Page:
The new CO., only 33 years of age, was born at Montreal, son of A. J. Nesbitt, of Nesbitt & Thompson investment dealers of Montreal and Toronto. He enlisted in the R.C.A.F. on September 15, 1939, just five days after Canada entered the war. He had been a member of the Montreal Flying Club and had 200 flying hours to his credit on enlistment. He received his wings at Camp Borden in March, 1940, and went overseas in June of the same year. He was posted to No. 1 Canadian Fighter Squadron, which was attached to the Royal Air Force for operations. It was a Hurricane squadron and he joined it as a pilot officer. Promotion was rapid and a year later he was in command with the rank of Squadron Leader. It was during this tour of operations that he was wounded and was awarded the D.F.C.

Returned to Canada
In September, 1941, he was returned to Canada and formed a squadron of Kittyhawks at Rockcliffe. In December, 1941, immediately after Pearl Harbour, the squadron was moved to the west coast and operated there until the attack on Dutch Harbour in June, 1942, when it was transferred to Alaska. Shortly after arrival in Alaska, he left the squadron to take command of an Alaskan station and was promoted to the rank of Wing Commander. He left Alaska in the fall of 1942, reporting to air force headquarters at Ottawa, remaining in that city until posted to Dunnville.


Canadian Establishes First Airfield in Reich

A Forward RCAF Airfield, April 23, 1945 - (CP) - Group Capt. Dean Nesbitt, DFC, of Montreal, former Battle of Britain pilot who opened the first Canadian Air Station in Alaska and commanded the first Allied air­field in Europe, led the first RCAF airfield into Germany.
His present command is the Typhoon Fight-Bomber Wing which has pounded German railways and communications incessantly during its five months sojourn in Holland. Since the Rhine crossing the Typhoons have attacked numerous strongpoints and gun positions in co-operation with the army. This move will add many miles to the Typhoon sweeps into Germany.
Advance crews and fuel and am­munition, rolled on in a miniature road convoy for more than 24 hours before the squadrons took off to fly to the new field.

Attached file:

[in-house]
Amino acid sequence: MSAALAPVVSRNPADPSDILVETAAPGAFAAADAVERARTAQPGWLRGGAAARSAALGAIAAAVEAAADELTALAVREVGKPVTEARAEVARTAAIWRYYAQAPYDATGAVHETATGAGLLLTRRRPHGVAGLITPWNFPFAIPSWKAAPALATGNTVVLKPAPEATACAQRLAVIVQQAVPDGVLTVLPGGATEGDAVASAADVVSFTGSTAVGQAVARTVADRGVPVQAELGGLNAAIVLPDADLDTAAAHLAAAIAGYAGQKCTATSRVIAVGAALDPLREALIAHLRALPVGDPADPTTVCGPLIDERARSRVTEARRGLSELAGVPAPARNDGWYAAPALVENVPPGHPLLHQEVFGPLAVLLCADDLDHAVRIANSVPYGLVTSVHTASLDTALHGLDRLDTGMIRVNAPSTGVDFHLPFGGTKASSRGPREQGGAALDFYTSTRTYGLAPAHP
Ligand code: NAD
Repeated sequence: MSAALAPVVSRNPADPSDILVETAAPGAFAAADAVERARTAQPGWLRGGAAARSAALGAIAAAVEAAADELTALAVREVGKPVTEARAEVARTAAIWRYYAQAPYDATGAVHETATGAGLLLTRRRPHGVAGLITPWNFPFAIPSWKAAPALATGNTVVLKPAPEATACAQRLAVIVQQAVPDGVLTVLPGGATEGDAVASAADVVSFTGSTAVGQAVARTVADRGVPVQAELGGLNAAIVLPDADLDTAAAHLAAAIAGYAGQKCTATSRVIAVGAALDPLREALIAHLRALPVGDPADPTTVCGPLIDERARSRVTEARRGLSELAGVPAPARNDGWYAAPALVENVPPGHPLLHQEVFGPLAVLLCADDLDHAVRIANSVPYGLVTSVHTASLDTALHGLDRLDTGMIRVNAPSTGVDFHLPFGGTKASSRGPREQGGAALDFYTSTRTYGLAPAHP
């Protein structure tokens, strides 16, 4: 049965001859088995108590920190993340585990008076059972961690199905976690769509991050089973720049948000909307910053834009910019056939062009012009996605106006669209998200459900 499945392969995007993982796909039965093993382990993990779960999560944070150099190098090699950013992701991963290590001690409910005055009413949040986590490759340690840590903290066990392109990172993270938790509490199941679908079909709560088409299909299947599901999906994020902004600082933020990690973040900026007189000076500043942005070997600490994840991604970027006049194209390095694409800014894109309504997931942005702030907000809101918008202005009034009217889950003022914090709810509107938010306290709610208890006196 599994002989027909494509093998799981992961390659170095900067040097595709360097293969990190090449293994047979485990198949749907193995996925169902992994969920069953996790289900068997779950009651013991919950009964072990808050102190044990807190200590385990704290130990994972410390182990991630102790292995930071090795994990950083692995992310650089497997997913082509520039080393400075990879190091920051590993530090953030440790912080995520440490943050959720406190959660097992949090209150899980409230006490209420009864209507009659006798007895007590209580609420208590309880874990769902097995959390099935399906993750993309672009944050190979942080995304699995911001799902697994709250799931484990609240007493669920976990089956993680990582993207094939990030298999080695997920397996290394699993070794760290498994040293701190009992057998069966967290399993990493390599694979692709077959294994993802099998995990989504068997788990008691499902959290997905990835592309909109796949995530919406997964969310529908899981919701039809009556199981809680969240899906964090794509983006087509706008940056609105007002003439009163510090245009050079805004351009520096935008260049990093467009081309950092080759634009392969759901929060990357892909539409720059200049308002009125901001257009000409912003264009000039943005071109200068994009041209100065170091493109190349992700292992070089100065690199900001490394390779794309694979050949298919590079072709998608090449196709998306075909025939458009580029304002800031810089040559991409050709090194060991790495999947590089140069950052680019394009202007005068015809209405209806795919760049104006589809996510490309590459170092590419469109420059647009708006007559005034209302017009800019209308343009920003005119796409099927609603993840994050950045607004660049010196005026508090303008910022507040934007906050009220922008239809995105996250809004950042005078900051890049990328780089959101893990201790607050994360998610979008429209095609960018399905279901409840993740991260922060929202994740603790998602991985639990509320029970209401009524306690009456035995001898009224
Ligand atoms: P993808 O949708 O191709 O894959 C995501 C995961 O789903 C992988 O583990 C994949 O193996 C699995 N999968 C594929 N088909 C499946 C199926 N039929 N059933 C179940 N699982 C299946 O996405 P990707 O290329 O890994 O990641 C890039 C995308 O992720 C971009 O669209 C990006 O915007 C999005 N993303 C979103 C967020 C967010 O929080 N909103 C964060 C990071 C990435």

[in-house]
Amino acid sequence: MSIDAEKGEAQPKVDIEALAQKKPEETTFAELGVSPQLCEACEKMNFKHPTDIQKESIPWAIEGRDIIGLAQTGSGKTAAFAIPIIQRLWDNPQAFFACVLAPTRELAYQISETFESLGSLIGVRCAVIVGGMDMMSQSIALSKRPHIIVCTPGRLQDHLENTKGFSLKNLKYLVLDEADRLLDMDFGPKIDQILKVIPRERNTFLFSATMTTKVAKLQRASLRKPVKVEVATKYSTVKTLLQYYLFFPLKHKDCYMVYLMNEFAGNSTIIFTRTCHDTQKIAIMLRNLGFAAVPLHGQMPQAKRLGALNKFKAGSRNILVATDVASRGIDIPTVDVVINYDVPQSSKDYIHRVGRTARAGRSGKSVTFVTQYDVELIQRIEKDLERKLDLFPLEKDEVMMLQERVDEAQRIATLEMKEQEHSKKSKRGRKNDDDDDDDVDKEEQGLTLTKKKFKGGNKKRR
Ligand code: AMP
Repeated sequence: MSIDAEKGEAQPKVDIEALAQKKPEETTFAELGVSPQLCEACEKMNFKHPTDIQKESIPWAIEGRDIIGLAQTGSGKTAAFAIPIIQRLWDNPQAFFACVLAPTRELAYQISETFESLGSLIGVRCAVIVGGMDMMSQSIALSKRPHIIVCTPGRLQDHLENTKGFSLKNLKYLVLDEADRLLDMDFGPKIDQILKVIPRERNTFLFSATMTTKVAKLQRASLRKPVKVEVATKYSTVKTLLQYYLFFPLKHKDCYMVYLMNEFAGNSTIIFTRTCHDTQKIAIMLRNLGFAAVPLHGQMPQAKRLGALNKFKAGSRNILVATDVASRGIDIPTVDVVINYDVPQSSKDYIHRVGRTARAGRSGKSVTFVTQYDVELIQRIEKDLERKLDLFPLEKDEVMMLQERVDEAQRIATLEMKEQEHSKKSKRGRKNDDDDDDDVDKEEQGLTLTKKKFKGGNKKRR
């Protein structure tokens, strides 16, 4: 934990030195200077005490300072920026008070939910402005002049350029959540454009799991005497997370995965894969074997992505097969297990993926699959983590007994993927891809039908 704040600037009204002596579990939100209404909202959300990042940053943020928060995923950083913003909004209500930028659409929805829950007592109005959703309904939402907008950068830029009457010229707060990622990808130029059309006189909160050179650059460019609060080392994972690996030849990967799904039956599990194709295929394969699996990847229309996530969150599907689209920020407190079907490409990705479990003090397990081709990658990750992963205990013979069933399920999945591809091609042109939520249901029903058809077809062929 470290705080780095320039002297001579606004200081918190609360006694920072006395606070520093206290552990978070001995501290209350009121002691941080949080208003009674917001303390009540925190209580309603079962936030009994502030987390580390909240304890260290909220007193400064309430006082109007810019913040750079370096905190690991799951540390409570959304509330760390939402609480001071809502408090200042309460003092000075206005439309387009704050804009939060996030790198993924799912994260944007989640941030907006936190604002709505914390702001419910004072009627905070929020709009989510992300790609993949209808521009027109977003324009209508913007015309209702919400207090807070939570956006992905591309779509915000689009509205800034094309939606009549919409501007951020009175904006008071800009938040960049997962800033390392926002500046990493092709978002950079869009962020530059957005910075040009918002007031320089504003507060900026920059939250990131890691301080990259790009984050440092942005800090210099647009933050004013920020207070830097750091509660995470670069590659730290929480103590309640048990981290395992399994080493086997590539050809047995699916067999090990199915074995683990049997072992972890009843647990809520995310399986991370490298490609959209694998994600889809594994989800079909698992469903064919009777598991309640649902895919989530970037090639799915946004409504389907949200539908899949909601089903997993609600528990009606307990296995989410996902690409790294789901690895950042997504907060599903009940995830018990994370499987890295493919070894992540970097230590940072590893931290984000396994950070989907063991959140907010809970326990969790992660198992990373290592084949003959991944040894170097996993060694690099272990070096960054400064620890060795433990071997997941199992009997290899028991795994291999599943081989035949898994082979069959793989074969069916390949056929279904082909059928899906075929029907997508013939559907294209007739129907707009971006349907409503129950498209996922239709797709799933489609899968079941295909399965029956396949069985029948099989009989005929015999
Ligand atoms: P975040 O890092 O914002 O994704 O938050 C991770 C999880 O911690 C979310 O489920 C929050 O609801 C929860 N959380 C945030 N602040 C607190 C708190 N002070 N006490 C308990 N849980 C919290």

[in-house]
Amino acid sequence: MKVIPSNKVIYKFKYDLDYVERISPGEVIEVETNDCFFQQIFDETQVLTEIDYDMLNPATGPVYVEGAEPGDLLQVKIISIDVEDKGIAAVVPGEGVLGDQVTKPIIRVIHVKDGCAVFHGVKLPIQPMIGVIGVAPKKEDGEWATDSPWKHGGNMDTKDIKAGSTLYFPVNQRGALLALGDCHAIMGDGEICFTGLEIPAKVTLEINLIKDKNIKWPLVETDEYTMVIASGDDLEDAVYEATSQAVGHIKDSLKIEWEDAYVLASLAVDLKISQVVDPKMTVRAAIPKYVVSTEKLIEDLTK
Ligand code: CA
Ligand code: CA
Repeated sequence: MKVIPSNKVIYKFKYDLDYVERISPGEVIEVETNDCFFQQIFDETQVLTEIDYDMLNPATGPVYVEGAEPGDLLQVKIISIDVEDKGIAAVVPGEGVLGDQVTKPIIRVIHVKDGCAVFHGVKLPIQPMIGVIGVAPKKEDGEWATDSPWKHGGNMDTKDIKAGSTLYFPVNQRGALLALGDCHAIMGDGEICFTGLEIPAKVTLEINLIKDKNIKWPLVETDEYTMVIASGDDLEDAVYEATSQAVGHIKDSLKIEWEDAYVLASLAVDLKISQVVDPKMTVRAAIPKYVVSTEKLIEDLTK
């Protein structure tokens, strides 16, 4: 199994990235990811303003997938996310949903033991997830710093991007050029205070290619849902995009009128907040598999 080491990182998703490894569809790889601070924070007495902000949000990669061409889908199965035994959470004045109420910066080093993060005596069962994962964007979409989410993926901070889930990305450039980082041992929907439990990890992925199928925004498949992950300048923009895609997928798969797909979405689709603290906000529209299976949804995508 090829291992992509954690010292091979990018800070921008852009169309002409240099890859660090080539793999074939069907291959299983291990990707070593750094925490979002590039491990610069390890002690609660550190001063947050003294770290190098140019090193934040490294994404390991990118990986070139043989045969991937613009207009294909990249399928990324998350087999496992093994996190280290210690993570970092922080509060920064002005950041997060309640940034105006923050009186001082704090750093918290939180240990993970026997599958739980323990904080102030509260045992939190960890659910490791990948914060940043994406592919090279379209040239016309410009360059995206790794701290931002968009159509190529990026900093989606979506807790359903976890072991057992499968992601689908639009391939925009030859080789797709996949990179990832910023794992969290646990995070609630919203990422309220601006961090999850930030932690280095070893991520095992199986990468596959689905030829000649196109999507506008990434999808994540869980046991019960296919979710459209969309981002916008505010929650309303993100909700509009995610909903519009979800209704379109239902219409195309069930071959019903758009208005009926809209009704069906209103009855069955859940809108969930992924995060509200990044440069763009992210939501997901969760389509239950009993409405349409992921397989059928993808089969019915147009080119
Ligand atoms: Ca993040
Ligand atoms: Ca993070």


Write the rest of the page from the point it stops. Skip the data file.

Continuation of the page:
As each section completed its task and was no longer required at the airfield in Holland, it moved off and pitched tents and set up living facilities at the German field.
Leading the advance party, which staked out the living sites and laid out the new camp on the German field, was Group Capt. Nesbitt. He landed with his former command, a Spitfire wing, on the Normandy beachhead on D-Plus Six — the first Allied airfield in liberated Europe. He was posted to the Typhoon wing on Jan. 1 of this year, and he arrived on the station a few minutes before the Luftwaffe, which strafed the runways and parked aircraft.


Victories Include :

24 Aug 1940
26 Aug 1940
4 Sep 1940
15 Sep 1940
1/3 Blenheim
one Do215
one Me109
one Me109

destroyed *

3.33 / 0 / 0 - 6

* Shared with Arthur Yuile & Bill Sprenger (claimed as Ju88)

I've read that he had 6 damaged but found no records of such


NESBITT, G/C Arthur Deane, DFC (C1327) - Officer, OBE  (Order of the British Empire) - Overseas
Award effective 1 January 1946 as per London Gazette of that date and
AFRO 155/46 dated 15 February 1946. No citation to OBE.


NESBITT, G/C Arthur Deane, OBE, DFC - Commander of the Order of Orange-Nassau with Swords
Awarded 12 September 1947 as per AFRO 485/47 of that date &
Canada Gazette dated 20 September 1947
Offer and citation communicated 9 December 1946 in a letter from Air Marshal Robert Leckie
(Chief of Air Staff) to Minister of National Defence

As commander of an RAF [sic] wing in Fighter Command this officer has very greatly contributed to the liberation of the Netherlands in the period between January 1945 and the summer of 1945, thanks to his courageous and meritorious conduct on the land and in the air.

NOTE: Public Records Office Air 2/9140 has a more detailed citation as drafted for Air Ministry Honours and Awards Committee:

Group Captain Nesbitt commanded No.143 Wing from January 194 to August 1945. He took over command while the Wing was at Eindhoven on the day on which the enemy made their daring attacks on the majority of the airfields in 2nd Tactical Air Force. From the day he took over, Group Captain Nesbitt displayed the greatest devotion to duty and, by his keenness and enthusiasm, imbued the finest fighting spirit into his Wing in their attacks against the enemy. His outstanding organizing ability and forceful personality played a most important part in this Wing's fighting efficiency. Group Captain Nesbitt invariably displayed inspiring leadership and outstanding gallantry.


NESBITT, G/C Arthur Deane (C1327) - Croix de Guerre with Silver Star (France)
Award effective 12 September 1947 as per AFRO 485/47 of that date &
Canada Gazette dated 20 September 1947

Note: On 24 September 1940, Air Commodore G.V. Walsh (Air Officer Commanding, RCAF in Great Britain) addressed the following letter to the Secret, Department of National Defence for Air, Ottawa, respecting F/O A.D. Nesbitt:

I am directed to advise that the above named officer was in combat with enemy aircraft on 15-9-40. His aircraft was badly damaged and he was forced to leave by parachute. In leaving the aircraft he was struck by the empennage which caused contusion of neck and cheek muscles. On being picked up he was taken to Pembury County Hospital but was later transferred to No.5 Canadian General Hospital, RCAMC. He has since been discharged and is at present on seven days sick leave.

It is believed that Flying Officer Nesbitt shot down an enemy aircraft before his own was damaged.